HT to San Diego City Beat….
La Jolla Hotelier and real estate developer Doug Manchester gaveÂ $125,000 to the Yes on Prop 8 campaign in July 2008, telling the New York Times he did so because of â€œmy Catholic faith and longtime affiliation with the Catholic Church,â€ which preferred that marriage remain between a man and a woman.
The Yes on 8 people needed that early infusion of cash.Â And while Manchester is correct thatÂ the Catholic Church opposes gay marriage, Jesus has a lot more to say about divorce that he does about homsecuality (look it up in the Bible).
Manchester, soÂ eager to protect marriage from “the Gays,” filed for divorce from his wife of 43+ years in October last year.Â That’s showing them!
From the story:
On Oct. 9, 2008, Doug Manchester ended 43 years, eight months and nine days of marriage to Elizabeth Manchester by moving out of their La Jolla abode. The couple spent the next several months trying to reach a quiet settlement on how best to distribute millions of dollars in cash and other assets. In July, those talks totally broke down, and Doug started playing financial hardball with Elizabeth, allegedly draining the coupleâ€™s shared accounts and stealing her mail. On Aug. 6, Elizabeth filed a petition for redress in family court. All of the information in this story comes from those petitions. CityBeat contacted attorneys for both parties, but neither returned calls by press time.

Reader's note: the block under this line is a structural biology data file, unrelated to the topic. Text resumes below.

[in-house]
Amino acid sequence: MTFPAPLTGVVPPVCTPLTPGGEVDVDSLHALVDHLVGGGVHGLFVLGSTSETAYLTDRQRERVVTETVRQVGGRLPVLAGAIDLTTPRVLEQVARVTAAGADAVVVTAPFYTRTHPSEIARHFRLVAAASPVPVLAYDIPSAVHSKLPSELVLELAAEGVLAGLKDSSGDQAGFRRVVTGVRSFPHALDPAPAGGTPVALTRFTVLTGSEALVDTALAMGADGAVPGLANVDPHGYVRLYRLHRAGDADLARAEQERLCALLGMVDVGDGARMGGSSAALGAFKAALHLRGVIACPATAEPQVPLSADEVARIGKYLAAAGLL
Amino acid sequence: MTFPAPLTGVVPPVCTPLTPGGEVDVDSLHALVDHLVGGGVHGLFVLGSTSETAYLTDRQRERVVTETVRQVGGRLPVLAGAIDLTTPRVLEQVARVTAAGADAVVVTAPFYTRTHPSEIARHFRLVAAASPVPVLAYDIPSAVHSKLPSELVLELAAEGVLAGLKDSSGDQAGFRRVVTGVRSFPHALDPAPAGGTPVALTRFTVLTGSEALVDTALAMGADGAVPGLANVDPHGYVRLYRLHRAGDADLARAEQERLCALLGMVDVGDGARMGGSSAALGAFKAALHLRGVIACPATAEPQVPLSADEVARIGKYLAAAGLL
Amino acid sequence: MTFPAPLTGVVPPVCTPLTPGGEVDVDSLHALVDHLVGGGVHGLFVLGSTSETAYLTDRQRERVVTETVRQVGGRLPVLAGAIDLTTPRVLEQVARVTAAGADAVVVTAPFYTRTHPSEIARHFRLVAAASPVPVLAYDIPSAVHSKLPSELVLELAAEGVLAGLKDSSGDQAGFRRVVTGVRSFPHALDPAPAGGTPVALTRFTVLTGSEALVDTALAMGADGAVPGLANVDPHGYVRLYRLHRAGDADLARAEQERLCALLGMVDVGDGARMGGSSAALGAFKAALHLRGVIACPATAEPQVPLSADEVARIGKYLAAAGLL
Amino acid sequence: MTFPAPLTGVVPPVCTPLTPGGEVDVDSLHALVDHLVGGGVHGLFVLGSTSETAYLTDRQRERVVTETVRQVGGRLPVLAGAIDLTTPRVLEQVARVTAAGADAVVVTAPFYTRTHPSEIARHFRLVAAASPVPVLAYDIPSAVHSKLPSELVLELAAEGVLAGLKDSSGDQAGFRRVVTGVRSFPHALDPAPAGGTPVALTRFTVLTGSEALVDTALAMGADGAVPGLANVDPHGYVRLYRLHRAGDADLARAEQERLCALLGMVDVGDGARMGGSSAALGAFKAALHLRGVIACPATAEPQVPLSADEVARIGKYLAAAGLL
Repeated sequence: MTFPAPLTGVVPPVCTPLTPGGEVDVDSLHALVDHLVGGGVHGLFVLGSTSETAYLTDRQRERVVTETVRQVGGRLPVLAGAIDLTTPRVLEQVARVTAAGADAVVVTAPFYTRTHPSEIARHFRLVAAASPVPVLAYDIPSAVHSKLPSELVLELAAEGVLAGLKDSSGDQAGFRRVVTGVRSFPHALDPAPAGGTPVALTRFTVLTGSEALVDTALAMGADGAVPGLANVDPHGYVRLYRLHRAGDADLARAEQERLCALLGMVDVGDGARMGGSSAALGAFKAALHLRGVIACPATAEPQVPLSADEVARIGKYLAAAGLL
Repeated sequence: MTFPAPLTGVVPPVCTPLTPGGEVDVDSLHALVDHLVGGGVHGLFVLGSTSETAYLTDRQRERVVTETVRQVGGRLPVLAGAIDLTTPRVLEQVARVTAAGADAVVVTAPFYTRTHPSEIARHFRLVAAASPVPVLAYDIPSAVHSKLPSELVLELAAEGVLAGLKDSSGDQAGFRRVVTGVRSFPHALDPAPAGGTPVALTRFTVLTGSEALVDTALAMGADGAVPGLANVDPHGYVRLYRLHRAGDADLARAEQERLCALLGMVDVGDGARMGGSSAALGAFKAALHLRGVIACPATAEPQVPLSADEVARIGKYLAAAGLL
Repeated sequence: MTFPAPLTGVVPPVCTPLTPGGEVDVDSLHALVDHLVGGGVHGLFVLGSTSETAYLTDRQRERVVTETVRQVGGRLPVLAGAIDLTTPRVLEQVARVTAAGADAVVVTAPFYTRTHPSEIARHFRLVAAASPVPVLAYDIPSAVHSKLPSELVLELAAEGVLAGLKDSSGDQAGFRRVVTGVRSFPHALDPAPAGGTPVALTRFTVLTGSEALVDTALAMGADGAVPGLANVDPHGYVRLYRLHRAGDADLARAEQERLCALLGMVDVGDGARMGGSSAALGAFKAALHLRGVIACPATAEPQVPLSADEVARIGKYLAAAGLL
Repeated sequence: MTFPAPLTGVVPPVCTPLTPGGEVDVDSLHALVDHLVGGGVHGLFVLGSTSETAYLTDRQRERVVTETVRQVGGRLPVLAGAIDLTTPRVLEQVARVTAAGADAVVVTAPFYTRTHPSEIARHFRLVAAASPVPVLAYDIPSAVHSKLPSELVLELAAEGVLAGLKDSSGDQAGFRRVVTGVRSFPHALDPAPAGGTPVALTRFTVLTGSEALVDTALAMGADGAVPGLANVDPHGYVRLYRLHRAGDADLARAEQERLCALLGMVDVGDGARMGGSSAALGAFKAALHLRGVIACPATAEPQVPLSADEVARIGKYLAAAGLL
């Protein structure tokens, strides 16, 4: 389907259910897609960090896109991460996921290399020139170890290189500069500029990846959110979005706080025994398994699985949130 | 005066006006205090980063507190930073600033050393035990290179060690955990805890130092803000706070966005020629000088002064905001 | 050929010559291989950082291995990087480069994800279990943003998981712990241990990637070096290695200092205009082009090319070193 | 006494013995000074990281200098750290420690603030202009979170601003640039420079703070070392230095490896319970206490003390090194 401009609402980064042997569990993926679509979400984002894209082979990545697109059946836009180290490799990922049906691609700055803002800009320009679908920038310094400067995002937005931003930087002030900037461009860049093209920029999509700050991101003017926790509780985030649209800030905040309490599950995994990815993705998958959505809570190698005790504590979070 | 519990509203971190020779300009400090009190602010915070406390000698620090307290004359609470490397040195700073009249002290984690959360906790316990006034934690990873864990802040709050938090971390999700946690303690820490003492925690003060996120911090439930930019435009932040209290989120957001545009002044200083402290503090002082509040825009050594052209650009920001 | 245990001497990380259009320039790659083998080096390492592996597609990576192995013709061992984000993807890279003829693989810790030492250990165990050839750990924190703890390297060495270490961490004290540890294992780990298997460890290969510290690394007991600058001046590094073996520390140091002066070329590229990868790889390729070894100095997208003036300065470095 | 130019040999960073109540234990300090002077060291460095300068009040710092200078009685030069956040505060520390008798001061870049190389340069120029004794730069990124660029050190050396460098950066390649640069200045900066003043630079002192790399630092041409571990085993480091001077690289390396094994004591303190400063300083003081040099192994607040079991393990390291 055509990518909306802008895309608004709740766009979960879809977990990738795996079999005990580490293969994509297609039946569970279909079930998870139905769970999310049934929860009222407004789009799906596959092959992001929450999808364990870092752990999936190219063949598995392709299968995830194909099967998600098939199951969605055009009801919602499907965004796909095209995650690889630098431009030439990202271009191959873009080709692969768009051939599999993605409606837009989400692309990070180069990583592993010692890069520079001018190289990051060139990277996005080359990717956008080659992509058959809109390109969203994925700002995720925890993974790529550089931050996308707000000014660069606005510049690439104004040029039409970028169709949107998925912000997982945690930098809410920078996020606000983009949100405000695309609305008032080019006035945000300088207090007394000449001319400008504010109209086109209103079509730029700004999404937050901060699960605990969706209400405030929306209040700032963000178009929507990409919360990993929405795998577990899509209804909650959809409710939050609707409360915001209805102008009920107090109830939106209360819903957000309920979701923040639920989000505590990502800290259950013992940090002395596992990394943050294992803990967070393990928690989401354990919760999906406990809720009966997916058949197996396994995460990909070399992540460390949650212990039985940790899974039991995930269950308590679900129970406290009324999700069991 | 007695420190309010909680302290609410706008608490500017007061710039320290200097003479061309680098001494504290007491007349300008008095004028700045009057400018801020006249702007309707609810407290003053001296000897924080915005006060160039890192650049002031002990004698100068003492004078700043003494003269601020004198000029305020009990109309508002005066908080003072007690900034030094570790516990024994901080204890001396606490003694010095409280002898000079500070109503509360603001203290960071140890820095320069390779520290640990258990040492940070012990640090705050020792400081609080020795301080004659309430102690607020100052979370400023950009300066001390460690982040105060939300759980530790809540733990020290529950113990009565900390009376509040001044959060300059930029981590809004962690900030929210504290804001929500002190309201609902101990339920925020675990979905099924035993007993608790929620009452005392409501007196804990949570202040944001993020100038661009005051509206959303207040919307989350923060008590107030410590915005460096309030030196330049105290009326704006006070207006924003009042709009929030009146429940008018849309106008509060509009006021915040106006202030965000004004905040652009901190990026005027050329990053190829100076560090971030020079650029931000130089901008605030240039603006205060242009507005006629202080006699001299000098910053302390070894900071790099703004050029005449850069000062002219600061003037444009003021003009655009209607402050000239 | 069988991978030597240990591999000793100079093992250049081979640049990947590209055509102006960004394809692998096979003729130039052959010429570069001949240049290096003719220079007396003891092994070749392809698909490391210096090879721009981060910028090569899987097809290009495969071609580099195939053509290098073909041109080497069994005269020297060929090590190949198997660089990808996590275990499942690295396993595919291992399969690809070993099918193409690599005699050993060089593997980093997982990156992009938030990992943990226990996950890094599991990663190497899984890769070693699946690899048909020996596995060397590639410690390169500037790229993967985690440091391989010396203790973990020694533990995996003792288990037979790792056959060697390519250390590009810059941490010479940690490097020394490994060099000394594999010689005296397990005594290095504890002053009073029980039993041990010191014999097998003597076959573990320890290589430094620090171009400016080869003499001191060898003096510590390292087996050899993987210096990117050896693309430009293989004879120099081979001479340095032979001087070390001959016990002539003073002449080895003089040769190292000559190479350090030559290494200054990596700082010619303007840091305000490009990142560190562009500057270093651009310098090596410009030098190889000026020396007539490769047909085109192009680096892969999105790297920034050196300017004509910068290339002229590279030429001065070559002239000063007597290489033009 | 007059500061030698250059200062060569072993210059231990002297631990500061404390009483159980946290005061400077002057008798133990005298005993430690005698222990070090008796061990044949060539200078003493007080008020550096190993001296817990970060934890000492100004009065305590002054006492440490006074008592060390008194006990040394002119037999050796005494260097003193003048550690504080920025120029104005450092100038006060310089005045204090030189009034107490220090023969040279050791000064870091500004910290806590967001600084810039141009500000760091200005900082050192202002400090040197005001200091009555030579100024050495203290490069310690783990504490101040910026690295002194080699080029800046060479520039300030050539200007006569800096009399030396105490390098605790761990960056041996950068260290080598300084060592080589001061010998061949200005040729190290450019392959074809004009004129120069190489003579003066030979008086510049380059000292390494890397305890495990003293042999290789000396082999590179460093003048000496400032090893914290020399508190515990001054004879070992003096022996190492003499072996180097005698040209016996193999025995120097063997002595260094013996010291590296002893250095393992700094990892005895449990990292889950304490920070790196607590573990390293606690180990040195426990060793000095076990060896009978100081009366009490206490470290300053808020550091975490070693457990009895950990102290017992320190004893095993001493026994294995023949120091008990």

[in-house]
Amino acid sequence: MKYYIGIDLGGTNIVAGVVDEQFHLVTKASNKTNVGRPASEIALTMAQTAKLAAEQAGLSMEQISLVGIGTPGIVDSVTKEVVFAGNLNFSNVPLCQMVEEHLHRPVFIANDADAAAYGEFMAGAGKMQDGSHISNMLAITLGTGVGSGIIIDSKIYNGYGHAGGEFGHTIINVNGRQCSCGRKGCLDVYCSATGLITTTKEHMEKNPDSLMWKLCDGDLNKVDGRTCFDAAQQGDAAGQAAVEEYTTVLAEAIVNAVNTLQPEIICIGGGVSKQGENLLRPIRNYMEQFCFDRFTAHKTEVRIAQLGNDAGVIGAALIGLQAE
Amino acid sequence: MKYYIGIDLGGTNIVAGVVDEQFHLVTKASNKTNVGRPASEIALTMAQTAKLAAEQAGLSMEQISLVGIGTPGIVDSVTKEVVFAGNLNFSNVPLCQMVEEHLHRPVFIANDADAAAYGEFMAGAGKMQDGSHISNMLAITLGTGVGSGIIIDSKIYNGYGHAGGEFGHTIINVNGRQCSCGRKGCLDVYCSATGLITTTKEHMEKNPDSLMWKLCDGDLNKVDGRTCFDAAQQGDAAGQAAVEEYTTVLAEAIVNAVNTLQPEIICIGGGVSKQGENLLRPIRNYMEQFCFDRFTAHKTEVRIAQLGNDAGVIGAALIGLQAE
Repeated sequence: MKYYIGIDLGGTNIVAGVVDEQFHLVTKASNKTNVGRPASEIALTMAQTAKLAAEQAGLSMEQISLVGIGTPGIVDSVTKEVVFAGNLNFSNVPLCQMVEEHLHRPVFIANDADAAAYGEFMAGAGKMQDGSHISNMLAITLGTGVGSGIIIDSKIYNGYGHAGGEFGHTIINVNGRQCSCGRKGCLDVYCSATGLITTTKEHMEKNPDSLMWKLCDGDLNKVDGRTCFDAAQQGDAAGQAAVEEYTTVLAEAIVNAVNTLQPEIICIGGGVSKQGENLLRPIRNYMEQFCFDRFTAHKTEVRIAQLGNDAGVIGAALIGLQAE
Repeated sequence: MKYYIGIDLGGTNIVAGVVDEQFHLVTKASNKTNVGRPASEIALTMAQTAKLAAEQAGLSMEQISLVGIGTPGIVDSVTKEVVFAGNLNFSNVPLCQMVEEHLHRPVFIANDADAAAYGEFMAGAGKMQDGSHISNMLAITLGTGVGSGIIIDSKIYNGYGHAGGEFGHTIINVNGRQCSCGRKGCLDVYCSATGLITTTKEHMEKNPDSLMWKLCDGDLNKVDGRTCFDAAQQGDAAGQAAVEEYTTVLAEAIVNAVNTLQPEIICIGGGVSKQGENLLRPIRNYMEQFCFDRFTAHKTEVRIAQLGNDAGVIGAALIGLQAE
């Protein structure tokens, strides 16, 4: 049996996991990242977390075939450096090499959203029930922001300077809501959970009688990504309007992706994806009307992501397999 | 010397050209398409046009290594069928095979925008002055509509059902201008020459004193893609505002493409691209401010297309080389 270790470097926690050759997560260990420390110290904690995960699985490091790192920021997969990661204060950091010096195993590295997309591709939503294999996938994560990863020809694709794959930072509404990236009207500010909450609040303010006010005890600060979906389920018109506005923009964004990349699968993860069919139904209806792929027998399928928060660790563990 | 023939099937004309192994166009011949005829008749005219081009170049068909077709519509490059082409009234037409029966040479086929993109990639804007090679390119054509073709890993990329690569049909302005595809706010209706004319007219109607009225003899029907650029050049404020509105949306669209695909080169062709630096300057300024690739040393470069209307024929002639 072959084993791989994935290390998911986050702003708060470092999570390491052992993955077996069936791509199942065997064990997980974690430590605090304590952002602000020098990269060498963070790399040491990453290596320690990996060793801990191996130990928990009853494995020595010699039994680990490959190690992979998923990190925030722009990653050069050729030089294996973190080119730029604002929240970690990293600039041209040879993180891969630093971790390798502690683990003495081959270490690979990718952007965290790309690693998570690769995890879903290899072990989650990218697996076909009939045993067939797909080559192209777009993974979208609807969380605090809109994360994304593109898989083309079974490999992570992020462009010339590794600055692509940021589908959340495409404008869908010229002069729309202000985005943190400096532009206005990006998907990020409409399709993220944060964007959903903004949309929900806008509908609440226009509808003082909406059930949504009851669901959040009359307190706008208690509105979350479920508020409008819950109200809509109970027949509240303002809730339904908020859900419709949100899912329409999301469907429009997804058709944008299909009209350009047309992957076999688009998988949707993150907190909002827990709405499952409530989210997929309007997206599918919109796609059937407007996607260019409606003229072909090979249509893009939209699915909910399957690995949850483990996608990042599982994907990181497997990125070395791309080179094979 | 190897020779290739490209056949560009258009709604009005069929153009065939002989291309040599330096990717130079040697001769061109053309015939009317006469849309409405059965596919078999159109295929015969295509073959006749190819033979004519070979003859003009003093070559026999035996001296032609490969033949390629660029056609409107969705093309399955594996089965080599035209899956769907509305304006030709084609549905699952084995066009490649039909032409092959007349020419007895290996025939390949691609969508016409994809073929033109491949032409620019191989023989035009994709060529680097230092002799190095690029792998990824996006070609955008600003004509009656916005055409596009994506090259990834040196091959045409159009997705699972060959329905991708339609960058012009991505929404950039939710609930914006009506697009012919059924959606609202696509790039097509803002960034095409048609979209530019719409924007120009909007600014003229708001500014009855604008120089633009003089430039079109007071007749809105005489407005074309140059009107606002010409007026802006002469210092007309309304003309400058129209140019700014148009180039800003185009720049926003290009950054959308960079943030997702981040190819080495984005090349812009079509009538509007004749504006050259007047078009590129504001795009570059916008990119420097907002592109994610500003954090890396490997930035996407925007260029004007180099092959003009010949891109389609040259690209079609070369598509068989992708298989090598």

The court records say Doug pushed very hard for a speedy divorce agreement after he moved out, but Elizabeth would have none of it. She insisted on hiring lawyers and forensic accountants to fully assess Dougâ€™s assets. Doug controls the Grand Del Mar Resort, the Manchester Hyatt, the Torrey Executive Center and the Manchester Financial Building. He also has $56.9 million divided among nine bank accounts, though the papers make clear that her accountants believe thereâ€™s far more holdings to be assessed. Elizabethâ€™s petition alleges that Doug has withheld some of the documents needed to make a full accounting. As negotiations dragged on, Doug apparently became impatient.
In March, Doug told Elizabeth heâ€™d no longer maintain the bank account the two shared to pay her expenses, and that she should submit her bills to his office. She followed this procedure, but was surprised to get a call from AT&T saying her bill was past due.
And more evidence that the only two people who matter in a marriage are the two who are in it, regardless of whether its a man and woman, two men or two women.